By Sarah Sherwood, SCA Franconia Notch State Park Interpretive Ranger and NH Corps Member
As New Hampshire’s preeminent state park, Franconia Notch attracts visitors from all over the world. Hikers tackle the Franconia Ridge Loop, skiers and boarders shred Cannon Mountain, and casual travelers take in the Flume Gorge and the Basin. Little do many of them know that they owe their experience to natural forces that shaped the area over millions of years.
Franconia Notch was formed long ago as glaciers slid across what has since been named the state of New Hampshire. Beginning nearly three million years ago, the Ice Age brought colder, shorter summers, preventing winter ice buildup from melting each year. As the global temperature dropped, the Laurentide Ice Sheet formed, moving south from Canada into what is now called New England. As recently as 12,000-14,000 years ago, ice covered the White Mountains in sheets that could reach over a mile high – sometimes even higher than Mt. Washington! These cool giants used their massive power to carve the notch as we know it today.
“Notch” is merely a New England term for a deep valley, which is exactly what the glaciers created. As the Laurentide Ice Sheet pushed south, it sheared off the sides of mountains in the area, leaving behind a distinctive U-shaped valley with steep walls. This indicates to modern scientists that a glacier – and not a river – formed the valley, as rivers tend to cut V-shapes as they wash away soil and erode bedrock. The notch’s shape is the biggest hint to its origins, but other clues left behind by the glacier around the park confirm its past presence.
If one pays attention to the bare bedrock they’re hiking on in the mountains of Franconia Notch State Park, they might notice a peculiar phenomenon known as glacial striations. This is a fancy term that simply means scrape marks on exposed rocks in the ground. As the glacier traveled across the land, it picked up loose boulders as easily as we pick up sand, and sometimes these hitchhikers scraped against the ground as they glacier carried them by, leaving their mark in the form of deep parallel gouges. Geologists – and even casual observers – can use these striations to determine the direction of the ice sheet’s movement.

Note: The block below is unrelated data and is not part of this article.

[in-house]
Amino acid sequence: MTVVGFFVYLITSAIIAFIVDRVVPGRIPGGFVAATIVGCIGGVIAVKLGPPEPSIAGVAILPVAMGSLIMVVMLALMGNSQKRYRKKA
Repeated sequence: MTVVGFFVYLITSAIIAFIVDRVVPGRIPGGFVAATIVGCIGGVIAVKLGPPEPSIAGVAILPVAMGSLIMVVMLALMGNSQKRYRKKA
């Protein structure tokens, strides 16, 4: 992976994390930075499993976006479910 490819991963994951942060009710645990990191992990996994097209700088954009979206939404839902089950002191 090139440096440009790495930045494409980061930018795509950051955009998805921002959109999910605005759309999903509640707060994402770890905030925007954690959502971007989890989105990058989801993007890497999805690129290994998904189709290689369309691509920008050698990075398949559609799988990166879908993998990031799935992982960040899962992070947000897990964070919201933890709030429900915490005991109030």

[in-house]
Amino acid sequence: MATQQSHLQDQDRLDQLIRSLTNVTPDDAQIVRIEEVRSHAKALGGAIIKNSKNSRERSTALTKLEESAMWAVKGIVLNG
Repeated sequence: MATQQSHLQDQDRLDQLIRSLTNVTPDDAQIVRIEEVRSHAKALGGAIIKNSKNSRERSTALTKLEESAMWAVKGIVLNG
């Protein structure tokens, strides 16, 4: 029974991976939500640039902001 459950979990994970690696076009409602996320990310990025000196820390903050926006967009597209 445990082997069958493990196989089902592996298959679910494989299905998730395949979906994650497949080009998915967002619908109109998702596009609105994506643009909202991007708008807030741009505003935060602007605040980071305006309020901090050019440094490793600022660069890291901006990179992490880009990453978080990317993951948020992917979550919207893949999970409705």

Occasionally, boulders carried by the glacier ditched their ride, getting left behind far from their place of origin. Today, they look randomly scattered, out of place in otherwise barren areas. We know they couldn’t have come from local rockfalls because they are composed of a different type of rock than the surrounding bedrock or mountainside. Known as glacial erratics for their irregular distribution, Franconia Notch boasts several beloved examples. Cannon Mountain was named for the cannon-shaped erratic on its summit, and Boise Rock is easily accessed by visitors from the interstate. Other odd boulders can be seen around the park, if one knows to look for them.
Many of the Park’s most popular attractions can also be attributed to glacial activity. The Flume Gorge is a unique geologic specimen that is viewed thousands of times every season. The Gorge began its journey when the Conway granite that comprises most of the area cooled and cracked in parallel lines. These fractures were then filled as basalt was forced up from the earth and crystallized into fine rock dikes. As the Ice Age came to an end and the glaciers started to melt and shrink, rivers of glacial meltwater torrented across the land. The water eroded the basalt faster than it did the granite, leaving behind the stunning, steep canyon walls that visitors enjoy today.
As the meltwater shaped the Flume, it was also creating the Basin not far away. Sediment, sand, and rocks carried by the large rivers of liquid glacier got caught at some point in a small pothole not far from where cars now travel the interstate. The water swirled, creating a small whirlpool that constantly ground sediment against the sides of the rock pothole, deepening, widening, and smoothing it. When the rivers died down sometime later, what was left was an uncommonly smooth kettle hole funneling a pleasant eddy of the Pemigewasset River.
Visitors who come to Franconia Notch State Park today often don’t realize that the striking shapes of Cannon Mountain and the Franconia Ridge are thanks to colossal sheets of ice that inhabited and defined the area for millions of years. If you visit the Flume Gorge, the Basin, Cannon’s peak, Boise Rock, or any number of destinations in the park, it’s nice to silently thank our cold, inanimate predecessors for creating the Franconia Notch that we know and love.
To learn more about Franconia Notch State Park’s geology, come stop by the Hiker Cabin at Lafayette Place Campground or attend one of Ranger Sarah’s “Glaciers: Movers and Shapers” programs!